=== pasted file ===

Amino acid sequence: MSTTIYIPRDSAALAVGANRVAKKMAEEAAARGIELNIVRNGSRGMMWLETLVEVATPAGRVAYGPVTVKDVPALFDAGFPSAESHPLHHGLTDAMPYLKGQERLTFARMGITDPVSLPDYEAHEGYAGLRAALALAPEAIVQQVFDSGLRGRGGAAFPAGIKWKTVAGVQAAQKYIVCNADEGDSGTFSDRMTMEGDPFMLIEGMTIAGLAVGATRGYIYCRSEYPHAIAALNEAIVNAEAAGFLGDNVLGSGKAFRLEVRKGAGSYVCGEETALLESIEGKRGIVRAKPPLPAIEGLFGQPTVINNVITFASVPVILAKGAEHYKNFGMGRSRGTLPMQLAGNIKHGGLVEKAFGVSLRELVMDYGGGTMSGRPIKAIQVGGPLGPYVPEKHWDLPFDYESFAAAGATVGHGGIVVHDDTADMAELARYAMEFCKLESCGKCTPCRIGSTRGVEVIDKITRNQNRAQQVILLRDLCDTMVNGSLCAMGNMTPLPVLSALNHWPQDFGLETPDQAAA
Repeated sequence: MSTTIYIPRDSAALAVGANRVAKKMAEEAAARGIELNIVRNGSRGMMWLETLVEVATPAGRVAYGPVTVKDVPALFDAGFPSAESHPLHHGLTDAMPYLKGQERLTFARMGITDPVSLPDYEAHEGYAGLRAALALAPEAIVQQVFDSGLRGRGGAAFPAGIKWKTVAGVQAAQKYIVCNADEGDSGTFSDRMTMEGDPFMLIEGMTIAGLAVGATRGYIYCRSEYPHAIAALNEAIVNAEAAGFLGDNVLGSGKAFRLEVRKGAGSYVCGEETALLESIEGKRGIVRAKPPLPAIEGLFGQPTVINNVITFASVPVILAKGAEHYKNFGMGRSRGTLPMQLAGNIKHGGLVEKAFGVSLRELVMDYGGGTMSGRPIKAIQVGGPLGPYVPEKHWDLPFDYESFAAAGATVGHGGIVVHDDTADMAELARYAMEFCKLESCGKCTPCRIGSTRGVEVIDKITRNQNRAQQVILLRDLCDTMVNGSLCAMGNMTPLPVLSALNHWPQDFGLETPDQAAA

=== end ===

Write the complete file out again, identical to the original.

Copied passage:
Amino acid sequence: MSTTIYIPRDSAALAVGANRVAKKMAEEAAARGIELNIVRNGSRGMMWLETLVEVATPAGRVAYGPVTVKDVPALFDAGFPSAESHPLHHGLTDAMPYLKGQERLTFARMGITDPVSLPDYEAHEGYAGLRAALALAPEAIVQQVFDSGLRGRGGAAFPAGIKWKTVAGVQAAQKYIVCNADEGDSGTFSDRMTMEGDPFMLIEGMTIAGLAVGATRGYIYCRSEYPHAIAALNEAIVNAEAAGFLGDNVLGSGKAFRLEVRKGAGSYVCGEETALLESIEGKRGIVRAKPPLPAIEGLFGQPTVINNVITFASVPVILAKGAEHYKNFGMGRSRGTLPMQLAGNIKHGGLVEKAFGVSLRELVMDYGGGTMSGRPIKAIQVGGPLGPYVPEKHWDLPFDYESFAAAGATVGHGGIVVHDDTADMAELARYAMEFCKLESCGKCTPCRIGSTRGVEVIDKITRNQNRAQQVILLRDLCDTMVNGSLCAMGNMTPLPVLSALNHWPQDFGLETPDQAAA
Repeated sequence: MSTTIYIPRDSAALAVGANRVAKKMAEEAAARGIELNIVRNGSRGMMWLETLVEVATPAGRVAYGPVTVKDVPALFDAGFPSAESHPLHHGLTDAMPYLKGQERLTFARMGITDPVSLPDYEAHEGYAGLRAALALAPEAIVQQVFDSGLRGRGGAAFPAGIKWKTVAGVQAAQKYIVCNADEGDSGTFSDRMTMEGDPFMLIEGMTIAGLAVGATRGYIYCRSEYPHAIAALNEAIVNAEAAGFLGDNVLGSGKAFRLEVRKGAGSYVCGEETALLESIEGKRGIVRAKPPLPAIEGLFGQPTVINNVITFASVPVILAKGAEHYKNFGMGRSRGTLPMQLAGNIKHGGLVEKAFGVSLRELVMDYGGGTMSGRPIKAIQVGGPLGPYVPEKHWDLPFDYESFAAAGATVGHGGIVVHDDTADMAELARYAMEFCKLESCGKCTPCRIGSTRGVEVIDKITRNQNRAQQVILLRDLCDTMVNGSLCAMGNMTPLPVLSALNHWPQDFGLETPDQAAA